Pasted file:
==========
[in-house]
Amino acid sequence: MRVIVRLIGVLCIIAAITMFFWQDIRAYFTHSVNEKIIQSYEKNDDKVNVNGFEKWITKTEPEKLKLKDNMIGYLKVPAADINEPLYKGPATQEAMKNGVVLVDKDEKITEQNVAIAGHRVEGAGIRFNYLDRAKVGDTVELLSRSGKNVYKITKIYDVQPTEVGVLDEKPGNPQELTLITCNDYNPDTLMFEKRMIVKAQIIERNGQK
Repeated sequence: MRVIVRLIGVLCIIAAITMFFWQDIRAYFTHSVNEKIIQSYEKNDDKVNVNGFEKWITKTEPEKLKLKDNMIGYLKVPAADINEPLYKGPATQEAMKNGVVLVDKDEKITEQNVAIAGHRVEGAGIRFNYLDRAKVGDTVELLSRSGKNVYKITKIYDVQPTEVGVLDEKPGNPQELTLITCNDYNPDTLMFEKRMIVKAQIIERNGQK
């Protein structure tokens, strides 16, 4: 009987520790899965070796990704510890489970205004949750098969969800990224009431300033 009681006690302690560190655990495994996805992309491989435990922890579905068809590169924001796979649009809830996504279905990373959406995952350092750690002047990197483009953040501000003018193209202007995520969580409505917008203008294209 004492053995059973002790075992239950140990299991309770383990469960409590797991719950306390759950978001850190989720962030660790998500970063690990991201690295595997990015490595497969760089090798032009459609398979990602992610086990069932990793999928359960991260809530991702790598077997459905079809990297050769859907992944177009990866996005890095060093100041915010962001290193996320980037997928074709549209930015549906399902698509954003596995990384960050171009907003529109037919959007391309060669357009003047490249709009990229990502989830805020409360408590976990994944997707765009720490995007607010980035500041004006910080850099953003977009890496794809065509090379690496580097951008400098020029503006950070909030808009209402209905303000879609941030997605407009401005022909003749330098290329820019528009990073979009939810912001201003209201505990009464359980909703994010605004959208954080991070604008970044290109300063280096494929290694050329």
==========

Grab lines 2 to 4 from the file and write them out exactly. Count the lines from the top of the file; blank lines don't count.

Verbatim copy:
Amino acid sequence: MRVIVRLIGVLCIIAAITMFFWQDIRAYFTHSVNEKIIQSYEKNDDKVNVNGFEKWITKTEPEKLKLKDNMIGYLKVPAADINEPLYKGPATQEAMKNGVVLVDKDEKITEQNVAIAGHRVEGAGIRFNYLDRAKVGDTVELLSRSGKNVYKITKIYDVQPTEVGVLDEKPGNPQELTLITCNDYNPDTLMFEKRMIVKAQIIERNGQK
Repeated sequence: MRVIVRLIGVLCIIAAITMFFWQDIRAYFTHSVNEKIIQSYEKNDDKVNVNGFEKWITKTEPEKLKLKDNMIGYLKVPAADINEPLYKGPATQEAMKNGVVLVDKDEKITEQNVAIAGHRVEGAGIRFNYLDRAKVGDTVELLSRSGKNVYKITKIYDVQPTEVGVLDEKPGNPQELTLITCNDYNPDTLMFEKRMIVKAQIIERNGQK
């Protein structure tokens, strides 16, 4: 009987520790899965070796990704510890489970205004949750098969969800990224009431300033 009681006690302690560190655990495994996805992309491989435990922890579905068809590169924001796979649009809830996504279905990373959406995952350092750690002047990197483009953040501000003018193209202007995520969580409505917008203008294209 004492053995059973002790075992239950140990299991309770383990469960409590797991719950306390759950978001850190989720962030660790998500970063690990991201690295595997990015490595497969760089090798032009459609398979990602992610086990069932990793999928359960991260809530991702790598077997459905079809990297050769859907992944177009990866996005890095060093100041915010962001290193996320980037997928074709549209930015549906399902698509954003596995990384960050171009907003529109037919959007391309060669357009003047490249709009990229990502989830805020409360408590976990994944997707765009720490995007607010980035500041004006910080850099953003977009890496794809065509090379690496580097951008400098020029503006950070909030808009209402209905303000879609941030997605407009401005022909003749330098290329820019528009990073979009939810912001201003209201505990009464359980909703994010605004959208954080991070604008970044290109300063280096494929290694050329």